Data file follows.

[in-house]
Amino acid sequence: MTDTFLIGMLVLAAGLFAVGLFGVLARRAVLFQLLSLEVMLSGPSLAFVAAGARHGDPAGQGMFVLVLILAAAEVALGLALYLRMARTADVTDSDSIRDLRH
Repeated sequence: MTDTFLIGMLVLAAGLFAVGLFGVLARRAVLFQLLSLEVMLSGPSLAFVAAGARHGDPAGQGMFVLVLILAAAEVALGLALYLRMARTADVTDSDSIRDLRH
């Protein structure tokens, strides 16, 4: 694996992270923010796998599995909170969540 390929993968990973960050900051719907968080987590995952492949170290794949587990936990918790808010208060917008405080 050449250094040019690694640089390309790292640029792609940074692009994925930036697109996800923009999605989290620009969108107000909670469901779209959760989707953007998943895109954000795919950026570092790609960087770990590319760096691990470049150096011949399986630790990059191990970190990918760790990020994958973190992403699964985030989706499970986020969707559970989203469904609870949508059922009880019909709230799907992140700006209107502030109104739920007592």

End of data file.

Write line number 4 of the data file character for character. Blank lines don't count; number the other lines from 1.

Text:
């Protein structure tokens, strides 16, 4: 694996992270923010796998599995909170969540 390929993968990973960050900051719907968080987590995952492949170290794949587990936990918790808010208060917008405080 050449250094040019690694640089390309790292640029792609940074692009994925930036697109996800923009999605989290620009969108107000909670469901779209959760989707953007998943895109954000795919950026570092790609960087770990590319760096691990470049150096011949399986630790990059191990970190990918760790990020994958973190992403699964985030989706499970986020969707559970989203469904609870949508059922009880019909709230799907992140700006209107502030109104739920007592």